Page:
Crop and Pest Report Forecast 7/21/16

Although some of the warmest temperatures of the summer have been recorded in the past couple of days and today and for some locations even Friday having 90° plus potential, the generally trend this week will be for cooler rather than warmer temperatures.  This transition to cooler temperatures will have two noticeable impacts.  The first will be a high likeihood of thunderstorms, probably widespread over much of North Dakota on Friday into Saturday.   After that system exits, cooler and drier air will advect into the northern plains.  That will bring the second notable feature of the next seven days;  fewer hours with high relative humidity (Figure 1).   It appears that most locations will record between 10-20 fewer hours where relative humidity values are above 85% during this period than were recorded during the past week.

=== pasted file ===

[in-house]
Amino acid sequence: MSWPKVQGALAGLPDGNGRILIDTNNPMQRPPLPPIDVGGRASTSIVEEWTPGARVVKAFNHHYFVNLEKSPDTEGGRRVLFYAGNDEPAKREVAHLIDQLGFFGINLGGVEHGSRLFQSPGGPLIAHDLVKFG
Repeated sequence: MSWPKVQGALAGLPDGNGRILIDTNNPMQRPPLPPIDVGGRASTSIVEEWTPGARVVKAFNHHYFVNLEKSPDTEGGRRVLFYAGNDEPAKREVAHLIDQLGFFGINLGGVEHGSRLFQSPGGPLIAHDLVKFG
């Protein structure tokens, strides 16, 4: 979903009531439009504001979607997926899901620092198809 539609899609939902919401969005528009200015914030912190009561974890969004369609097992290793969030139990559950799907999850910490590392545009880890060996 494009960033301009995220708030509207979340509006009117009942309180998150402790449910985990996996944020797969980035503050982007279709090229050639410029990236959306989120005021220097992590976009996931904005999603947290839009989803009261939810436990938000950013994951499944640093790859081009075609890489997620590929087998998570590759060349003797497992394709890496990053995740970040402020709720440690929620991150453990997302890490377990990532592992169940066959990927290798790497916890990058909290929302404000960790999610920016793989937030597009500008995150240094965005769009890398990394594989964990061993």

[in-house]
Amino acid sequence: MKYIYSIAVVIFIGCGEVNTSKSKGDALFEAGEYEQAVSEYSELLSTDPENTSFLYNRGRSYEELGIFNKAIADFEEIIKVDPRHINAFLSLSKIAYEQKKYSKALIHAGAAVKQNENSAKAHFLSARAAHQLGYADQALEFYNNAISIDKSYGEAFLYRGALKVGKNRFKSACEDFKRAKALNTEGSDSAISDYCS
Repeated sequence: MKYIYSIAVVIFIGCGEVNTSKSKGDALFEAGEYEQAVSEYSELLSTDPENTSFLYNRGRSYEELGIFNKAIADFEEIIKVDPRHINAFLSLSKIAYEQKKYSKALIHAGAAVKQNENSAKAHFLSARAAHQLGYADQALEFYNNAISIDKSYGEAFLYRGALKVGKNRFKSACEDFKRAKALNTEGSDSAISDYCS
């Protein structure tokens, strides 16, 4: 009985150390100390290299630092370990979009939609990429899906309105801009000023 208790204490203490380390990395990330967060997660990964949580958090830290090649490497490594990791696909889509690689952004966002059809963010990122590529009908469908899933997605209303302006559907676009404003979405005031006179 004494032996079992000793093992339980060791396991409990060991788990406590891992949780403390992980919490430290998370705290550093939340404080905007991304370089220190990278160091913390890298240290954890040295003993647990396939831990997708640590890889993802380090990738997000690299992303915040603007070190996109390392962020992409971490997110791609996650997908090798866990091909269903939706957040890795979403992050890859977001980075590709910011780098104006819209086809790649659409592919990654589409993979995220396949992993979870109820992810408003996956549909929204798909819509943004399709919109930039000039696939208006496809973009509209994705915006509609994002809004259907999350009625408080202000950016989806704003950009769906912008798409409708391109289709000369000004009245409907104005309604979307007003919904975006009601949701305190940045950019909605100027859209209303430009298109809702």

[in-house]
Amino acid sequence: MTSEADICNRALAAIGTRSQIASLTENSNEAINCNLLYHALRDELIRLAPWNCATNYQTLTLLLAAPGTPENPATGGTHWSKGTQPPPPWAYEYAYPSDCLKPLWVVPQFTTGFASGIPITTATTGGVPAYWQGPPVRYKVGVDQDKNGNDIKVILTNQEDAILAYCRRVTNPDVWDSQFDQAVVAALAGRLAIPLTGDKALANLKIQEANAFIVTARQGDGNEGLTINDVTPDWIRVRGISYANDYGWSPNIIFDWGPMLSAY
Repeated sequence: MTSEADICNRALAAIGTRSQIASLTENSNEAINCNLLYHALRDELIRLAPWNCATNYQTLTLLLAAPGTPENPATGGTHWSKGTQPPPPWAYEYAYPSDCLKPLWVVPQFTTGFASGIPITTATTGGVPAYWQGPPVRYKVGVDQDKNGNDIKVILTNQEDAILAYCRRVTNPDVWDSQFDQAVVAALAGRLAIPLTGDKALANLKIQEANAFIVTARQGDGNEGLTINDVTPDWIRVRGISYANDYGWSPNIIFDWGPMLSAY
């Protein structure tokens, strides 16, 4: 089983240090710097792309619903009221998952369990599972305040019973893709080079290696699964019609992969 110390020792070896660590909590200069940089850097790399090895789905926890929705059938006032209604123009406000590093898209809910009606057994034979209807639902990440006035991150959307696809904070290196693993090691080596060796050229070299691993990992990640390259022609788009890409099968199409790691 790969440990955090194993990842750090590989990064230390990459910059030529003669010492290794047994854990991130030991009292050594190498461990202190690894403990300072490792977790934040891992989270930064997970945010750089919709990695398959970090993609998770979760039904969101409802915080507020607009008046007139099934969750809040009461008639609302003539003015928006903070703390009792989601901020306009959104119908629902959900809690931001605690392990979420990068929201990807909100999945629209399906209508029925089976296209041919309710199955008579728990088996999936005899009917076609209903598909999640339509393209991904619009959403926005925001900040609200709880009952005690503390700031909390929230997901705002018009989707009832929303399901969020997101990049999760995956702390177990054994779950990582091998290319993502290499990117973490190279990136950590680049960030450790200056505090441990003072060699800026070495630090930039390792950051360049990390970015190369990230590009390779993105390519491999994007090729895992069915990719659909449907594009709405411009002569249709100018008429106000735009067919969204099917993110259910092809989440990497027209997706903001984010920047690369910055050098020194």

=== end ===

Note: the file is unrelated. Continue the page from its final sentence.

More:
Even with a transition to cooler, but far from cool, temperatures, the number of growing degrees days (GDDs) are expected to be greater than in the past week (Figure 2).  Although it has been quite warm these past couple of days, it was cool of course for several days before this brief “heat wave” started.  Therefore, expected GDDs this week will be slightly higher than the previous seven days, plus, once we get into this weekend into next week, the temperatures will be at a more optimal level for good plant development without worries of heat stress.  It appears that minimums will mostly be around 60° or in the 60s with maximums in the low to middle 80s.

Beyond this seven day period, current indications are that temperatures near normal, or even slightly below will continue through the first part of August.  This period of “normal” temperatures looks to be occurring not only in our region, but throughout much of the north central part of the lower 48 states, including Iowa, Illinois and Indiana.  Higher heat will likely return in August, but the next 10 days does not show any signs of high heat returning once we get through this weekend.

Figure 1. Relative Humidity Hours



Figure 2. Growing Degree Day Projection


Daryl Ritchison